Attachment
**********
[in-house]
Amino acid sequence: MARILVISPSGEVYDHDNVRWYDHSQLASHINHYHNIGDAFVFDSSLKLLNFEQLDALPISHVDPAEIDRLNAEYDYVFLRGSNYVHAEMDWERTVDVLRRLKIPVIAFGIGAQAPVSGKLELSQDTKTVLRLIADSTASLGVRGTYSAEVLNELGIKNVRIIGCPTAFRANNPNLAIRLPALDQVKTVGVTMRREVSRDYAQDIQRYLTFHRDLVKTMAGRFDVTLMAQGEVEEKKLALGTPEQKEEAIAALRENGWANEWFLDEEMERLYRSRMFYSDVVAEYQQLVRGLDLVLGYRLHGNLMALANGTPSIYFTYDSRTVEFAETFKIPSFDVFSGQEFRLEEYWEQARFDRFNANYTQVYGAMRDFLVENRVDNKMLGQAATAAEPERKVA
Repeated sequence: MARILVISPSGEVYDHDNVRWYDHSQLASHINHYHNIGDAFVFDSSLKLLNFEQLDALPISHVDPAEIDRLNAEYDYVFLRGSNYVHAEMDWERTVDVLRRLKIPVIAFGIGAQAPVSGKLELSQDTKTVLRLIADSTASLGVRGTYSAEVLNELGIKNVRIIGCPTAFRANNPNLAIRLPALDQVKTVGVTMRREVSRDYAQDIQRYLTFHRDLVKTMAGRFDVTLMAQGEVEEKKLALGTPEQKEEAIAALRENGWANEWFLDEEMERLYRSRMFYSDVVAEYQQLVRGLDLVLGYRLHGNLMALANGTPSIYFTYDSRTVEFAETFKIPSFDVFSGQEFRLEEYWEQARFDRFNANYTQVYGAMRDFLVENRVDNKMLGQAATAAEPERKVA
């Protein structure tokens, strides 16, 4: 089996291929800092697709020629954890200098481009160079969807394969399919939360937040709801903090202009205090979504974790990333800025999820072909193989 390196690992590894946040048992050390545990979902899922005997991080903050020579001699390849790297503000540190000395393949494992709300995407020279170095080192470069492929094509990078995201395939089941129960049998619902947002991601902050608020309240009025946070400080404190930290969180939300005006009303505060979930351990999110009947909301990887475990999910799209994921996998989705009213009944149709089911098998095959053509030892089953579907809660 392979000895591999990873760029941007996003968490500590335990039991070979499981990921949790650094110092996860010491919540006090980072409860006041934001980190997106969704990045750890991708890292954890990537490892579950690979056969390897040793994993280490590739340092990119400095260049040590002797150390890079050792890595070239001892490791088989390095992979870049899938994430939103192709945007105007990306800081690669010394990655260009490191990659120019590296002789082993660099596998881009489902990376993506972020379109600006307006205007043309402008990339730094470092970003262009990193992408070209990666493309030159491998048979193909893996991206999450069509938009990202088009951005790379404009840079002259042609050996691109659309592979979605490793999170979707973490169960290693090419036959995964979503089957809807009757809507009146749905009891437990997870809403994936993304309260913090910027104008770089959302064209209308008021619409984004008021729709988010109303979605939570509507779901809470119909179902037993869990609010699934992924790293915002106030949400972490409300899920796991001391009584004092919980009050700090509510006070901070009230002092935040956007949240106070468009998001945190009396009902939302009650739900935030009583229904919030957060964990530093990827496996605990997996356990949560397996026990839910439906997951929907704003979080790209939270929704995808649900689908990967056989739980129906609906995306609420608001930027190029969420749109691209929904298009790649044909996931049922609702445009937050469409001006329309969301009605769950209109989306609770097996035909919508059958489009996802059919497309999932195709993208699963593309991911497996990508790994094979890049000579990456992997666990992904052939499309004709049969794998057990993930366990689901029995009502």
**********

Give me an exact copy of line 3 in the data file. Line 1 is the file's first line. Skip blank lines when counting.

Repeated sequence: MARILVISPSGEVYDHDNVRWYDHSQLASHINHYHNIGDAFVFDSSLKLLNFEQLDALPISHVDPAEIDRLNAEYDYVFLRGSNYVHAEMDWERTVDVLRRLKIPVIAFGIGAQAPVSGKLELSQDTKTVLRLIADSTASLGVRGTYSAEVLNELGIKNVRIIGCPTAFRANNPNLAIRLPALDQVKTVGVTMRREVSRDYAQDIQRYLTFHRDLVKTMAGRFDVTLMAQGEVEEKKLALGTPEQKEEAIAALRENGWANEWFLDEEMERLYRSRMFYSDVVAEYQQLVRGLDLVLGYRLHGNLMALANGTPSIYFTYDSRTVEFAETFKIPSFDVFSGQEFRLEEYWEQARFDRFNANYTQVYGAMRDFLVENRVDNKMLGQAATAAEPERKVA